What’s He Been Up to Lately? The Clean Air Trust, founded by former Sens. Edmund Muskie of Maine and Robert Stafford of Vermont, hasn’t been impressed with Mike Leavitt’s reign over the EPA. For February the trust named our former governor clean air’s “villain of the month” for his signing of a memorandum giving North Dakota permission to ignore old EPA objections and burn more coal over the Theodore Roosevelt National Park. “This is a damaging case of politics trumping sound science and the long-standing judgment of EPA’s professional staff that could have far-reaching impacts and allow harmful air pollution degradation at national parks across the country,” said Vickie Patton of Environmental Defense. And what else should we expect from someone who’s taken $92,750 in contributions from top state polluter Kennecott Utah Copper and its top brass during the course of his political career?
& ull; Bush and the Maple Leaf: MacLeans, Canada’s rough approximation of Newsweek (or vice versa), is often so polite in tone (like many Canadians themselves) you barely notice it on the coffee table. For its Feb. 9 cover story, though, it let loose with this contemptuous headline: “Canadians to Bush: Hope You Lose, Eh.” The article noted that a slim 15 percent of Canuks would so much as brew a cup of tea for our president. “God knows, we have too many of our own syntactically challenged politicians to be casting stones, [but] shouldn’t the leader of the free world know that ‘misunderestimate’ isn’t a word?” the article asks. Bush does have one Canadian ally in David Frum, a writer who co-authored the phrase “axis of evil.”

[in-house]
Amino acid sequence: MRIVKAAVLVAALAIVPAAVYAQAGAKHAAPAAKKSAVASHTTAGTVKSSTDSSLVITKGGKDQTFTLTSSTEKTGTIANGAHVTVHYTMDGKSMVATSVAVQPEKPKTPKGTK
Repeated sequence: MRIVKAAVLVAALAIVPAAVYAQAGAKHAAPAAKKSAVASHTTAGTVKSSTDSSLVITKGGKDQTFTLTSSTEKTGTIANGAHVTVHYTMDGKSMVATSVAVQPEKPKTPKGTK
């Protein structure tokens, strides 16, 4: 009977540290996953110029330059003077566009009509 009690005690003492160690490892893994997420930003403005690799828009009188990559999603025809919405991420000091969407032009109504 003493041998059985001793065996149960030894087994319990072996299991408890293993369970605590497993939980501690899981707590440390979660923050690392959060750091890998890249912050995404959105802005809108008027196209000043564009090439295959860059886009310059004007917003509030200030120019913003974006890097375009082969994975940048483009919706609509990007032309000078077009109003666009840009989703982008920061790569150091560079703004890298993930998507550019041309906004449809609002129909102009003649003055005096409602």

& ull; Going, Going, Gone! Radiohead frontman Thom Yorke recently auctioned off the bronze middle finger of his NME award on eBay according to, who else, the British publication NME. It sold for 248 quid, or about $500 U.S. dollars. Save your money instead for the band’s supporting slot on the Pixies’ imminent comeback tour.
& ull; Critic? What critic? Sony Pictures has finally agreed to settle out of court after Omar Rezec and Ann Belkap filed a class-action suit on behalf of all movie fans once it was discovered by Newsweek magazine that film “critic” David Manning, frequent pusher of all things Sony Pictures, was in fact a fictitious creation. Manning was one of the few “critics” to actually come out in favor of such execrable film “creations” as The Animal, according to a Court TV report. That should have been the first sign to Rezec and Belkap that Manning didn’t exist. But until filmgoers have the right to sue studios outright for bad films, no one will be safe.
& ull; A Shameless Plug for a Sibling: My brother—younger brother, at that—was recently featured in interview format by the publication Irreantum: Exploring Mormon Literature. John Fulton is the author of Retribution (Picador USA), a short story volume judged by the Southern Review to be 2001’s best first collection published by an American. The evil Salt Lake Tribune listed his novel More Than Enough, set in Salt Lake City, as 2002’s best novel of the West. The kicker about my genius of a brother’s interview with Irreantum is the fact that he’s never been within spitting distance of being LDS. “I wanted to write a novel that takes place in Salt Lake City and deals with the Mormons without making either this particular place or its culture appear extreme or cartoonishly bizarre,” he told the publication. “When I would tell people I wasn’t Mormon, they hardly seemed to believe a non-Mormon could live in Salt Lake City.”